Politicized Art: Blog Post #1

Hi all,

 

To review, I am looking at politicized art movements from the past and how the lessons we take from their organization and ideological framework can help us predict the future of politicized art. In particular, I am looking at the Third Cinema movement that came out of Argentina.

To begin, I wanted to focus on the ideological aspects of political art. A major strand of thought running through the Third Cinema manifesto is that of neocolonial attempts to “depoliticize” art. I found this unsatisfying, however, since it seems that if “depoliticized art” is the goal of individuals of a certain ideological persuasion, then that in and of itself is political. Art that attempts to make no statement would simply function in service to the status quo, therefore being political in its own way. In other words, it appeared to me that all art was political, even if it didn’t claim to be.

However, these initial personal intuitions were wholly insufficient justification. I therefore began my attempts to lay ideological groundwork for the rest of the paper with two major questions: one, is all art, as I suspected, political; and two, how does one define “political art”? After all, if I am to write about political art, it would help to have a working definition.

But the conversation around defining art and identifying its properties is complex. To explain all the reasoning I employ and synthesize from various philosophers of art to reach these conclusions would be far too lengthy to go into here, though I am happy to answer any questions about my reasoning and will outline it in my final paper. I do, however, want to share my conclusions, points to consider moving forward, and the articles I found most enlightening for this section.

 

For the time being, I am mostly convinced that, from an ontological perspective, we should use primarily descriptive definitions. I derive this from the fact that the purpose of words is to communicate meaning, and therefore a definition should reflect the way people in reality use the word to communicate. This does not preclude normative suggestions to alter definitions, however, but they must be focused on improving usefulness of the word. An interesting strand for later on this is a philosopher, R. Stecker, quoted in Annelies Monseré’s “Boarderline Cases and the Project of Defining Art” as promoting “a ‘rational reconstruction’ of the concept of art by striving for a reflective equilibrium between our categorisation judgments or intuitions and the proposed definition of art” (Monseré 472). He, in plainer words, thinks “that most proposed definitions of art are not intended to be fully descriptive…” (Monseré 472).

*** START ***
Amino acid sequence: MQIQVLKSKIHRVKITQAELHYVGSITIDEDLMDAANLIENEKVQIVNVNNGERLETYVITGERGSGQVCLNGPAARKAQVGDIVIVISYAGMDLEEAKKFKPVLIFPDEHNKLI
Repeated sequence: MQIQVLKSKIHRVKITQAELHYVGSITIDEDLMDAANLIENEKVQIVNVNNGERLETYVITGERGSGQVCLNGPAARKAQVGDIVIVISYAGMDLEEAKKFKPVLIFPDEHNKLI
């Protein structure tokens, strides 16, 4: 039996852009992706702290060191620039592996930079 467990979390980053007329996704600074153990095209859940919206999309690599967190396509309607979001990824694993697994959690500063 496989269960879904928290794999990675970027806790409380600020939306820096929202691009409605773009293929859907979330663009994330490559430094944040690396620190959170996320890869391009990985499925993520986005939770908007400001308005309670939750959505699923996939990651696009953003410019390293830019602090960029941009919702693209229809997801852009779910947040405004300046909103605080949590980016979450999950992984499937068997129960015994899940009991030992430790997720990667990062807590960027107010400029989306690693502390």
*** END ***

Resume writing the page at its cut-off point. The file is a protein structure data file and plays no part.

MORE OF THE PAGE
I started off with the impulse to develop a definition of art from reason alone, but attempts to do so were inevitable circular. While I might intuitively value this type of philosophy, and while I certainly wanted to sound fancy with a definition along the lines of “X is art if and only if…”, I realized quickly that empirics were absolutely necessary.

The definition of art that I will therefore suggest is one that presents several attributes we commonly ascribe to objects we call art, and describes objects as more or less artlike, but which can never be categorized as fully art or not art. What does this mean for my initial questions about political art? Since many of these commonly ascribed attributes logically extend to politicization, things that are most likely to be called “art” are likely politicized. The clearest example of this is the attribute “meaning is potentially derived from thing x,” an attribute I am willing to defend placing on the list. If people derive meaning from thing x, it means they are using thinking processes and coming to conclusions that either support or challenge various viewpoints, mindsets, etc. While this is not overtly political in the sense many of us first think, it does mean thing x is politicized insofar as it interacts with the worldviews that contribute directly to political understanding.

 

I additionally have three major thoughts for moving forward:

(1) With regards to art history as a whole, I must consider the predominant understanding of what art was at the time and situate any activist or political art within that context to understand its politicization. Though this might sound rather obvious in retrospect, consider that if there is some a priori way to discern what art is, or if there is something “out there” that *is* art, or if intrinsic properties define art, then the context matters much less. It is also crucial with regards to (2).